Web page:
It is one of eleven countries represented in the World Showcase. Morocco is sort of tucked back past France and before you get to Japan. I think some folks used to walk by without stopping many years ago, but Disney has been smart in bringing each pavilion out and across the Showcase walkway. Essentially you walk "through" each pavilion now and not "by them" so they can really get your attention. There is an outdoor cafe for a quick service meal up front, or you can find the full-service restaurant in the back. (click on photos for a larger view)
There are a few shops to browse through, and like the other pavilions they have imported items from craftsmen in their country. You can find beautiful jewelry, clothing, carpets, brass items, woven goods and even a fez! There is also a small museum room with Moorish art.
Last night we had reservations at the Restaurant Marrakesh. We have never missed eating a meal here since we began coming to WDW back in the early 1980's. Even our kids liked it back then. This is one of the least busy restaurants at Epcot, but it would still be wise to make a reservation. At this restuarant you sit at tables and not on the floor as you probably would in Marrakesh itself. Restaurant Marrakesh recreates a Moroccan palace. They have beautiful tile work and brass fixtures. They also have inlaid-wood ceilings that are interesting.
You can get great food here. They have couscous, roast lamb, shesh ka-bob, beef and chicken. There is really quite a variety to offer. We all had sampler plates since we couldn't decide which entree to order. Every half hour musicians enter a center stage area and within a few minutes after they begin playing a belly dancer comes out to entertain the diners. The music is loud, as it is in all the Disney restaurants that have entertainment, but it is a lot of fun.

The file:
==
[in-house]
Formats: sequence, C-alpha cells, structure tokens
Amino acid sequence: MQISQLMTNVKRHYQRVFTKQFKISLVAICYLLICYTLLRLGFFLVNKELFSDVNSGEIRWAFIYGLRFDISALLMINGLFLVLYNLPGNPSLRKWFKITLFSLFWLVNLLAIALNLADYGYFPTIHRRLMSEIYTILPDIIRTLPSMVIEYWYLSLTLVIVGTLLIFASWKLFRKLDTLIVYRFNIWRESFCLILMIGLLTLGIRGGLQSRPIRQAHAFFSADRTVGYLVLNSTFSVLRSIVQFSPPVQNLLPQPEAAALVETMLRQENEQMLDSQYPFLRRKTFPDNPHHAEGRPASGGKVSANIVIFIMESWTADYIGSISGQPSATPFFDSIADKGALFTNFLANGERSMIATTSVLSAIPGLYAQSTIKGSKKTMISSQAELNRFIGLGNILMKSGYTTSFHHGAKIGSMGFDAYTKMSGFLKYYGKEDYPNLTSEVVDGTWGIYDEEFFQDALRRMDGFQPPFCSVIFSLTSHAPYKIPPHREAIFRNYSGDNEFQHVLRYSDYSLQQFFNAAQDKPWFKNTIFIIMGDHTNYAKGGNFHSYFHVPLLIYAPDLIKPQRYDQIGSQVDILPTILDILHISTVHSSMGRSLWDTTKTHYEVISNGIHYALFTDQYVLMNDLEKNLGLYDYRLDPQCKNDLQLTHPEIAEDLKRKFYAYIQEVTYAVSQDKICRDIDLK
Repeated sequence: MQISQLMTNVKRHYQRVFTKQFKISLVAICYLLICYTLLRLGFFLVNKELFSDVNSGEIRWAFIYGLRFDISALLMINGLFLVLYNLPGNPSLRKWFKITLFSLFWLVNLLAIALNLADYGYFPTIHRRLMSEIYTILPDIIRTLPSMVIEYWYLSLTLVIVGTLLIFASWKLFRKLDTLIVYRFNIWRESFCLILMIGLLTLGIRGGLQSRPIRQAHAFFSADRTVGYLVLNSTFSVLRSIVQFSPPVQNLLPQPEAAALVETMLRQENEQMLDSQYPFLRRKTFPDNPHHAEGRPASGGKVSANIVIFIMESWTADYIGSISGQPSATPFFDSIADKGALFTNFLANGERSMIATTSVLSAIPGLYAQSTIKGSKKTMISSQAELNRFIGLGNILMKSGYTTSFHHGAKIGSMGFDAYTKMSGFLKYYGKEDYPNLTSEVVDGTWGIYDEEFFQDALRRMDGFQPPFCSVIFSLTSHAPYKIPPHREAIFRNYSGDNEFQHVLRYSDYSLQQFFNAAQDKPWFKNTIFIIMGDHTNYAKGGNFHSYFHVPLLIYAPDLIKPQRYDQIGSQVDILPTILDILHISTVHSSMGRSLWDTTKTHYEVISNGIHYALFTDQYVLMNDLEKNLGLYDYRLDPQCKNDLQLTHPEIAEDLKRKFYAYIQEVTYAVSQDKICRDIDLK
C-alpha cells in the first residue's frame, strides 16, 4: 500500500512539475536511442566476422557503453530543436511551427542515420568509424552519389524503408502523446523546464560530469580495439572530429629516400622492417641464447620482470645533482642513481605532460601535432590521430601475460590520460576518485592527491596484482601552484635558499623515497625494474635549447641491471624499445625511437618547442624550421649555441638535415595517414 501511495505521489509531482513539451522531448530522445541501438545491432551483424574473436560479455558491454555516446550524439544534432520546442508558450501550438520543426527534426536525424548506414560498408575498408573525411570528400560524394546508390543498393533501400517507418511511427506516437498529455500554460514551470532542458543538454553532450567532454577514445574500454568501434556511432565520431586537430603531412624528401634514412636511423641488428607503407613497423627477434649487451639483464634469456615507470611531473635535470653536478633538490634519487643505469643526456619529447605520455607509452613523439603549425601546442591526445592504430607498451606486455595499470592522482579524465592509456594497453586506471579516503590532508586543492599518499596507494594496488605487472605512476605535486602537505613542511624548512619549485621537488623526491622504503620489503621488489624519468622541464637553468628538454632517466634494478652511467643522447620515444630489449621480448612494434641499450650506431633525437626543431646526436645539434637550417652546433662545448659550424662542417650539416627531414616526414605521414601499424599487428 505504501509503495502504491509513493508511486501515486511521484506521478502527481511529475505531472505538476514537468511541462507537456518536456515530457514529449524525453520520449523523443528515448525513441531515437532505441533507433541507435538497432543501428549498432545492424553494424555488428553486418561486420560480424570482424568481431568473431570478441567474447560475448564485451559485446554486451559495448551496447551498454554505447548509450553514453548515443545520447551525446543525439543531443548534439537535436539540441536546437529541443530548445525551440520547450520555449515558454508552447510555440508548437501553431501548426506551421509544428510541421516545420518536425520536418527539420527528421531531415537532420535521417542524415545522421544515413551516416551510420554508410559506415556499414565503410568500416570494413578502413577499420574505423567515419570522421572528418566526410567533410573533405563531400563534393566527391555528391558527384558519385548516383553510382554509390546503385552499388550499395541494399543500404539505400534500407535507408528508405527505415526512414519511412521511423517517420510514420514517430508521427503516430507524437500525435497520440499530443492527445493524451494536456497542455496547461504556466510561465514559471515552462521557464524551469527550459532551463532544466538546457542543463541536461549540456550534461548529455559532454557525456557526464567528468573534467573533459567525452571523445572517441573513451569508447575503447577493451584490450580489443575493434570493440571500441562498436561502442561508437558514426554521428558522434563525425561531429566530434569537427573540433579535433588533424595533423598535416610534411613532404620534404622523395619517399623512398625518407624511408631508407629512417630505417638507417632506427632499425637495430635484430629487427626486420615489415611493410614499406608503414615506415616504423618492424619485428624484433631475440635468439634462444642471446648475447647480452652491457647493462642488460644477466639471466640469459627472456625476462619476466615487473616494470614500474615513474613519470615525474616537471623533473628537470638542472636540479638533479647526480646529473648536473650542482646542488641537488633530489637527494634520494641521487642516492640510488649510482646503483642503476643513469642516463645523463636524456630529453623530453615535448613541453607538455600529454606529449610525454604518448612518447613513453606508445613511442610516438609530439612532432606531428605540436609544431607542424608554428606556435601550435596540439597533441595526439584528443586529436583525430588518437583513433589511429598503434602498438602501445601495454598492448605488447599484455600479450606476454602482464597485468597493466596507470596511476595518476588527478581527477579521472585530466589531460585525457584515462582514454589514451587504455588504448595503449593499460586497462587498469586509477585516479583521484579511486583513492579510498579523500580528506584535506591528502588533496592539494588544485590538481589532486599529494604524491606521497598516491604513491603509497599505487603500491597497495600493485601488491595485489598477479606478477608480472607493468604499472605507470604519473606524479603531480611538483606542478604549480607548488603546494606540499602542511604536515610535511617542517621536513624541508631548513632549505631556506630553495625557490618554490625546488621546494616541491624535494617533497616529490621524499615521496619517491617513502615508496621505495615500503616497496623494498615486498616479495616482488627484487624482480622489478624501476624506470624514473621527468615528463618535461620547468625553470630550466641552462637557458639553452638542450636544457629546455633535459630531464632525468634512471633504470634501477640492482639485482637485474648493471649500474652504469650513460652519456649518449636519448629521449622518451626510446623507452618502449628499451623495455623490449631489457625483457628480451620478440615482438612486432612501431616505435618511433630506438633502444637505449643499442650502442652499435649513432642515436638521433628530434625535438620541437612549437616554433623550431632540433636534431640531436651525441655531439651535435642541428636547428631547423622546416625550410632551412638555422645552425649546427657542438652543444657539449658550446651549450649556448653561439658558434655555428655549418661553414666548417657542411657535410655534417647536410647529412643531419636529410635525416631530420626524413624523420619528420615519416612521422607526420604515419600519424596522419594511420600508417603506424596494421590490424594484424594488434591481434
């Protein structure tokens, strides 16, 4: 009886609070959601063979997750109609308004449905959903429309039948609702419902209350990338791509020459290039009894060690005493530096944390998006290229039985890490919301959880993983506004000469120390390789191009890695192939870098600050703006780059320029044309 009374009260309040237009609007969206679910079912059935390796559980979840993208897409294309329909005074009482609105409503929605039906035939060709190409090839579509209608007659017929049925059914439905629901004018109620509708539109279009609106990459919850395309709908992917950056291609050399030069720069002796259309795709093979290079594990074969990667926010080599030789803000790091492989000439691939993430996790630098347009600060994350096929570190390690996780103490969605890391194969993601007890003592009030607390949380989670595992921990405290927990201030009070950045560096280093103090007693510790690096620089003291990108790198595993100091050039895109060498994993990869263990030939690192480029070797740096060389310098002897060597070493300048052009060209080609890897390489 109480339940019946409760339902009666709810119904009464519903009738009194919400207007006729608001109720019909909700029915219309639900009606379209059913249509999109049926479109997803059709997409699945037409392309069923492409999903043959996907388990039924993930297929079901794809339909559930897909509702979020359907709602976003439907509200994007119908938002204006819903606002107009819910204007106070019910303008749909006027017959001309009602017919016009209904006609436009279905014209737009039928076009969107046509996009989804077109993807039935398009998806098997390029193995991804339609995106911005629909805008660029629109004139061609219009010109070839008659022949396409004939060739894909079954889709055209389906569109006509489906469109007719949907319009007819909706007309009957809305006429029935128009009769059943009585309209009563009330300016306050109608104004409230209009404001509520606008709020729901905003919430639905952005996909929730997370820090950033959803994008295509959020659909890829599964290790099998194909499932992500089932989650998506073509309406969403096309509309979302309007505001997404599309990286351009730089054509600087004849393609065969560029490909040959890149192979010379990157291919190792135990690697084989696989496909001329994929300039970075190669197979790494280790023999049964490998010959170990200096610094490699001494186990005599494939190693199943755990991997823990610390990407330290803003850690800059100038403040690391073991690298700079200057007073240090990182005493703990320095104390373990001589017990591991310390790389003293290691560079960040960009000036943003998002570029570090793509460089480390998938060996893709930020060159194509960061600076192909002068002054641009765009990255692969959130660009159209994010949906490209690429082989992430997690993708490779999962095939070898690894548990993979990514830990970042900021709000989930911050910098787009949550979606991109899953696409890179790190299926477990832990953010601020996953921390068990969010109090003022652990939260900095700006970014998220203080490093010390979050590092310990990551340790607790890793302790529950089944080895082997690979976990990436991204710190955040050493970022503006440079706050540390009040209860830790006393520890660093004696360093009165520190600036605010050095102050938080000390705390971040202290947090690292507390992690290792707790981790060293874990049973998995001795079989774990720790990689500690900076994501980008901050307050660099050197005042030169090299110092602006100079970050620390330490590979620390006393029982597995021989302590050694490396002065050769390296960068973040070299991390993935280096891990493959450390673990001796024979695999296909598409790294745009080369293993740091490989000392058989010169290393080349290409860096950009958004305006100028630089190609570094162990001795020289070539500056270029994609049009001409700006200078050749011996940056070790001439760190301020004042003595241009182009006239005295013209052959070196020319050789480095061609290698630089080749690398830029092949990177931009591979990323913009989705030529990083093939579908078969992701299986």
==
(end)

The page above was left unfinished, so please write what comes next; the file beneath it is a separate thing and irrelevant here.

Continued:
Ali was our waiter for the evening and he was very helpful. He patiently described any of the dishes we ordered that needed an explanation. The people that work in each of the World Showcase pavilions are actually from the country being represented. They come to the U.S. on a cultural exchange program that may be for 6 months or for 1 year. They are always eager to talk and are friendly toward the guests.
Here in Morocco there is no film to see or ride to experience. We feel that it is a shame that every pavilion does not have something like the great films shown in Canada, China and France for the visitors to see. It would really enhance the experience of being in these "foreign nations." Even without a film showing, we think it is a must-see pavilion.
Until next time....so long for now!